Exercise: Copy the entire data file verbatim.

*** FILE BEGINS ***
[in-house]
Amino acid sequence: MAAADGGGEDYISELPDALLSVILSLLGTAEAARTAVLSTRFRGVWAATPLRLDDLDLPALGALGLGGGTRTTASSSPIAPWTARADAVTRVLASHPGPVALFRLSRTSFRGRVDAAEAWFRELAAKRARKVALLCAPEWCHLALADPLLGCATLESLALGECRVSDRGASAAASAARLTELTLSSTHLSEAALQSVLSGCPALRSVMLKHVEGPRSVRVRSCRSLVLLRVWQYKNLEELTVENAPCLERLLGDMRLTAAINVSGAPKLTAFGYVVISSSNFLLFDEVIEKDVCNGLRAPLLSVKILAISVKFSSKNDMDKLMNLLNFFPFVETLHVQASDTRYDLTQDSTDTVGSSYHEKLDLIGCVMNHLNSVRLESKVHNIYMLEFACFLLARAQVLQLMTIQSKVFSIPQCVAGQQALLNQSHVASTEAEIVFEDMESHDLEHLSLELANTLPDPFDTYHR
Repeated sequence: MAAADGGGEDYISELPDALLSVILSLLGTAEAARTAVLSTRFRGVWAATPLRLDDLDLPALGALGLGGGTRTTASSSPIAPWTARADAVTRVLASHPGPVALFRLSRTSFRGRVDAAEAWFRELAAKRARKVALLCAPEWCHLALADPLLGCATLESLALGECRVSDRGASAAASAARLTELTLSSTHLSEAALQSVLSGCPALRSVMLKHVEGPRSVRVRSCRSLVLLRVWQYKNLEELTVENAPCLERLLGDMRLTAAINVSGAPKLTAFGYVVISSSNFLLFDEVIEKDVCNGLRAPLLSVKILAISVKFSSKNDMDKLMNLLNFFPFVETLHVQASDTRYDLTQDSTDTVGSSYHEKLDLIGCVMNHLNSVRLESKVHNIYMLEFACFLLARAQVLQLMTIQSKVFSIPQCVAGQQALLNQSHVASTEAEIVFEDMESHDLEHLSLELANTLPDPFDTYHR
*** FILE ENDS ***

[in-house]
Amino acid sequence: MAAADGGGEDYISELPDALLSVILSLLGTAEAARTAVLSTRFRGVWAATPLRLDDLDLPALGALGLGGGTRTTASSSPIAPWTARADAVTRVLASHPGPVALFRLSRTSFRGRVDAAEAWFRELAAKRARKVALLCAPEWCHLALADPLLGCATLESLALGECRVSDRGASAAASAARLTELTLSSTHLSEAALQSVLSGCPALRSVMLKHVEGPRSVRVRSCRSLVLLRVWQYKNLEELTVENAPCLERLLGDMRLTAAINVSGAPKLTAFGYVVISSSNFLLFDEVIEKDVCNGLRAPLLSVKILAISVKFSSKNDMDKLMNLLNFFPFVETLHVQASDTRYDLTQDSTDTVGSSYHEKLDLIGCVMNHLNSVRLESKVHNIYMLEFACFLLARAQVLQLMTIQSKVFSIPQCVAGQQALLNQSHVASTEAEIVFEDMESHDLEHLSLELANTLPDPFDTYHR
Repeated sequence: MAAADGGGEDYISELPDALLSVILSLLGTAEAARTAVLSTRFRGVWAATPLRLDDLDLPALGALGLGGGTRTTASSSPIAPWTARADAVTRVLASHPGPVALFRLSRTSFRGRVDAAEAWFRELAAKRARKVALLCAPEWCHLALADPLLGCATLESLALGECRVSDRGASAAASAARLTELTLSSTHLSEAALQSVLSGCPALRSVMLKHVEGPRSVRVRSCRSLVLLRVWQYKNLEELTVENAPCLERLLGDMRLTAAINVSGAPKLTAFGYVVISSSNFLLFDEVIEKDVCNGLRAPLLSVKILAISVKFSSKNDMDKLMNLLNFFPFVETLHVQASDTRYDLTQDSTDTVGSSYHEKLDLIGCVMNHLNSVRLESKVHNIYMLEFACFLLARAQVLQLMTIQSKVFSIPQCVAGQQALLNQSHVASTEAEIVFEDMESHDLEHLSLELANTLPDPFDTYHR